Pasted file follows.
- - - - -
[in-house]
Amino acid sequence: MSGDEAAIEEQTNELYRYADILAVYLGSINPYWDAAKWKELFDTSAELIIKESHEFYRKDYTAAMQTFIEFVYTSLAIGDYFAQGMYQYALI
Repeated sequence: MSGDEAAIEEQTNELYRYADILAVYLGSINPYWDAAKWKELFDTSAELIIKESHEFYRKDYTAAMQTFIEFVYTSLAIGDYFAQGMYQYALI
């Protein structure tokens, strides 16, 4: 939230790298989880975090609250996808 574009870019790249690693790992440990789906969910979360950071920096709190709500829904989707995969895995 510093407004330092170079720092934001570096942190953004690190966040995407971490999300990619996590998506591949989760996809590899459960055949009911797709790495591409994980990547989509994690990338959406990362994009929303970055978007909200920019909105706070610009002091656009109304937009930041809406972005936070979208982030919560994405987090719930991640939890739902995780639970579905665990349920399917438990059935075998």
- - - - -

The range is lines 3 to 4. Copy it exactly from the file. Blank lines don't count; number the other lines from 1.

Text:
Repeated sequence: MSGDEAAIEEQTNELYRYADILAVYLGSINPYWDAAKWKELFDTSAELIIKESHEFYRKDYTAAMQTFIEFVYTSLAIGDYFAQGMYQYALI
């Protein structure tokens, strides 16, 4: 939230790298989880975090609250996808 574009870019790249690693790992440990789906969910979360950071920096709190709500829904989707995969895995 510093407004330092170079720092934001570096942190953004690190966040995407971490999300990619996590998506591949989760996809590899459960055949009911797709790495591409994980990547989509994690990338959406990362994009929303970055978007909200920019909105706070610009002091656009109304937009930041809406972005936070979208982030919560994405987090719930991640939890739902995780639970579905665990349920399917438990059935075998």